I was sitting in my chair, in the corner beside the fire on this chilly Monday morning.  I kept trying to wrap my head around the ache in my heart.  I just could not really believe that Merlin was gone.  He was so vibrant, so healthy, so alive!  The usual things have been said, and I believe, I believe!  He IS more alive than he has ever been.  He IS in the presence of the LORD, and he would never have wanted to stay in that broken body.  I’m sure he has seen The Father, I’m sure he has seen his Dad — and mine.  But it all seems so surreal.

I was working on a letter to my kids when the morning quiet was interrupted by the phone.  It was Certain Man. His quiet strength and understanding have helped to hold me steady in this last week.  Sometimes I see him watching me with a calculating look, sometimes worried.

“I don’t know if you can see it or not, Hon,” he said, “but the sunrise is spectacular this morning.  Go look to see if you can see it.”

Almost four decades with this guy tells me to never ignore such information, and I got up and looked towards the east.  “What do you see, Sweetheart?” I ask, looking at a gray horizon, and seeing nothing of significance.

“I just came across the bridge at the swamp,” he says, “and the sun is hanging over the swamp like a big ball of fire.  You may not be able to see anything because of the trees, but it is simply gorgeous.”

I look and look, and don’t even see a glimmer of the fire.  Just gray horizon with an area that is a bit brighter where the sun will probably appear after a while.  I don’t doubt that he is seeing it — and that it is breath taking, but I just can’t see it.  Yet.

“I’m sorry, Daniel, but it isn’t up far enough yet.  It sounds wonderful, though.”  We exchange a few more bits of conversation and then I am back into the morning routine with my ladies and laundry — busy stuff to keep my hands occupied while my heart weeps.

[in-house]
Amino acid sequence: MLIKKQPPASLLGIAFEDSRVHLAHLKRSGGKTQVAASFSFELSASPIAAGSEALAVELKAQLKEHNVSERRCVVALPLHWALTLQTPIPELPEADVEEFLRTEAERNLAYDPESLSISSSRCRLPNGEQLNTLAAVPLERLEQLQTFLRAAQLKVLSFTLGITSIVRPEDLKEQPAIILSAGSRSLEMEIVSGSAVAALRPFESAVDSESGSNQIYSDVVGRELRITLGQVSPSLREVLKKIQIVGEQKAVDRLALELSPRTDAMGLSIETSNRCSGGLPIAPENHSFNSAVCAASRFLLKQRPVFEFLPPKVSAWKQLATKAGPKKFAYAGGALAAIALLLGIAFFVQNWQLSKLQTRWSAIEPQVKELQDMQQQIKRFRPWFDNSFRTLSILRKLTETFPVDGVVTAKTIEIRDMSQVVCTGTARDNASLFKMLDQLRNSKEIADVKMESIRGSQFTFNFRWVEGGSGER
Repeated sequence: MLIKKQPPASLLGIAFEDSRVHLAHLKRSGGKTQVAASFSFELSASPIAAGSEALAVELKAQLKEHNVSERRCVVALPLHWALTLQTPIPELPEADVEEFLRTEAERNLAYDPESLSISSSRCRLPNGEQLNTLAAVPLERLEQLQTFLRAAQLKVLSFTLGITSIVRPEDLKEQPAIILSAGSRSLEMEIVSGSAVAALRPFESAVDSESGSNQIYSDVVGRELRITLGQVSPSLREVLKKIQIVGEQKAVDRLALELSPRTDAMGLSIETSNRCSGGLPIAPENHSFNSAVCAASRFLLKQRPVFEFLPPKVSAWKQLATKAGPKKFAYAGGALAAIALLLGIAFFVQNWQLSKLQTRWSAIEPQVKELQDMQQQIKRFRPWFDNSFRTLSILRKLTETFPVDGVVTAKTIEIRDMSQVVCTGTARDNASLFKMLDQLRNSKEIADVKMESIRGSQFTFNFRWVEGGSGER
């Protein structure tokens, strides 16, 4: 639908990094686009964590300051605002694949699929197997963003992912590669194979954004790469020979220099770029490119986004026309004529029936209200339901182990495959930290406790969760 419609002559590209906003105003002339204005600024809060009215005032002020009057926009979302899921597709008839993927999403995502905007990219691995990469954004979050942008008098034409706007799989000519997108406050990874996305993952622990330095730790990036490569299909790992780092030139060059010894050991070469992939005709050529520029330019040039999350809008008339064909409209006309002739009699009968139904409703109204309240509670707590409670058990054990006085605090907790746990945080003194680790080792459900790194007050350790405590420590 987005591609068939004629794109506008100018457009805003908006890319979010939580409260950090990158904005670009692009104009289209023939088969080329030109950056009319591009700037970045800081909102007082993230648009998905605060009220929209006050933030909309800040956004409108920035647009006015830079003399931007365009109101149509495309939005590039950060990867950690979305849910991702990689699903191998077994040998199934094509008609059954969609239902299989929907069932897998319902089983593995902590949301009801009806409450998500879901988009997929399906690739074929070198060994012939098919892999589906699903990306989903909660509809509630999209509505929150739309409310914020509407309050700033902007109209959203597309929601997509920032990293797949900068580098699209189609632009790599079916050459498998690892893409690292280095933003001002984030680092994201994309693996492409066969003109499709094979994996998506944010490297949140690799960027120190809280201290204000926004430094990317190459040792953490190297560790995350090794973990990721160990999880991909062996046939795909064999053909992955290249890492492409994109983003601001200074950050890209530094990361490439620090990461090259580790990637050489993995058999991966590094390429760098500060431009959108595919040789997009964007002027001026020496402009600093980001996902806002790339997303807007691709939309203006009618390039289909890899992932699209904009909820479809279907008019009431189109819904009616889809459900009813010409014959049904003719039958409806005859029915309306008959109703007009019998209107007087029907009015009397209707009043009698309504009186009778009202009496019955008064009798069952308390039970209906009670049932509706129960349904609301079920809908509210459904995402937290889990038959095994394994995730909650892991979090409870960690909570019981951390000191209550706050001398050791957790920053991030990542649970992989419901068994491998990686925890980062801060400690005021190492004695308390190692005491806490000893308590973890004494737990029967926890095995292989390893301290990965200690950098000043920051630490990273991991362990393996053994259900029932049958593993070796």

And then, fixing a cup of coffee, looking listlessly out the side window where the summer flowers escaped frost one more night, I keep thinking about the morning and the sunrise I couldn’t see.  I keep thinking that there is something nagging at edge of my conscious thought.  I keep thinking about Merlin and how they said he often would call one of his brothers in the early morning hours to “go riding.”  He was an accomplished biker, and loved to cycle, too.  I got to thinking about what he might tell us this morning if he could call back.

“Come.  Ride with me!  You can’t see it yet, but the Morning is glorious!  The Son is like a ball of fire, and all the air is alive with His presence.  You can’t see it yet, you can’t see it yet, you can’t see it yet . . .”

And the fact that I don’t see it yet — don’t begin to understand it yet, doesn’t change the fact that I believe it is for real, and that someday, The Son will come for all who look for him, and it won’t carry the grief of this day, but rather the promise of a Glorious reunion and an eternity without the pain of separation.

“Ah, Merlin!  The ‘if only’s’ and the sadness of this day crowd out the the things my head wants to say.  We will miss you, and you will always be thought of with good memories in the hearts of so many.  May God grant healing to your family, and may this “seed sown in the mortal body” rise to everlasting life.”

(Lord Jesus, forgive my questioning heart, but WHY did it have to be him????)